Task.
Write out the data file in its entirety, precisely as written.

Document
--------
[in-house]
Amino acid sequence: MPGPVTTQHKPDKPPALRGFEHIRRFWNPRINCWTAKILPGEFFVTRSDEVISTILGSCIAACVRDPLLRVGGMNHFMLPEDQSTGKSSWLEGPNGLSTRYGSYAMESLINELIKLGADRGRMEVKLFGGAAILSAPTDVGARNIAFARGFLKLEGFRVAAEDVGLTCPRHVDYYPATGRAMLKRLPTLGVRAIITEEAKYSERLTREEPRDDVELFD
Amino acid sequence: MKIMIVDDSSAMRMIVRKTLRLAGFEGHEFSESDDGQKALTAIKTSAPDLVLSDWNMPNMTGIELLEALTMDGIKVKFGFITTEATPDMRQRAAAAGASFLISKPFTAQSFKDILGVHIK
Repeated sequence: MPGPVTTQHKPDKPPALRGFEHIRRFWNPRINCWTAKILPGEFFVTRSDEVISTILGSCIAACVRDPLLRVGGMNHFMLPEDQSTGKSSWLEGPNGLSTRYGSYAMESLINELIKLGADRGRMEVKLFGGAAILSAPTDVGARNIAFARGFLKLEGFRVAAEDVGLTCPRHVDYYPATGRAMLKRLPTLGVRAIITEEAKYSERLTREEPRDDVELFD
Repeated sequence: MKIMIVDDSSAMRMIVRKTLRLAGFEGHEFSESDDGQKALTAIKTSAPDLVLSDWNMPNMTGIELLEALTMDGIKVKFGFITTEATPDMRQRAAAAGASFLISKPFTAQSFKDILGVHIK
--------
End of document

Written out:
[in-house]
Amino acid sequence: MPGPVTTQHKPDKPPALRGFEHIRRFWNPRINCWTAKILPGEFFVTRSDEVISTILGSCIAACVRDPLLRVGGMNHFMLPEDQSTGKSSWLEGPNGLSTRYGSYAMESLINELIKLGADRGRMEVKLFGGAAILSAPTDVGARNIAFARGFLKLEGFRVAAEDVGLTCPRHVDYYPATGRAMLKRLPTLGVRAIITEEAKYSERLTREEPRDDVELFD
Amino acid sequence: MKIMIVDDSSAMRMIVRKTLRLAGFEGHEFSESDDGQKALTAIKTSAPDLVLSDWNMPNMTGIELLEALTMDGIKVKFGFITTEATPDMRQRAAAAGASFLISKPFTAQSFKDILGVHIK
Repeated sequence: MPGPVTTQHKPDKPPALRGFEHIRRFWNPRINCWTAKILPGEFFVTRSDEVISTILGSCIAACVRDPLLRVGGMNHFMLPEDQSTGKSSWLEGPNGLSTRYGSYAMESLINELIKLGADRGRMEVKLFGGAAILSAPTDVGARNIAFARGFLKLEGFRVAAEDVGLTCPRHVDYYPATGRAMLKRLPTLGVRAIITEEAKYSERLTREEPRDDVELFD
Repeated sequence: MKIMIVDDSSAMRMIVRKTLRLAGFEGHEFSESDDGQKALTAIKTSAPDLVLSDWNMPNMTGIELLEALTMDGIKVKFGFITTEATPDMRQRAAAAGASFLISKPFTAQSFKDILGVHIK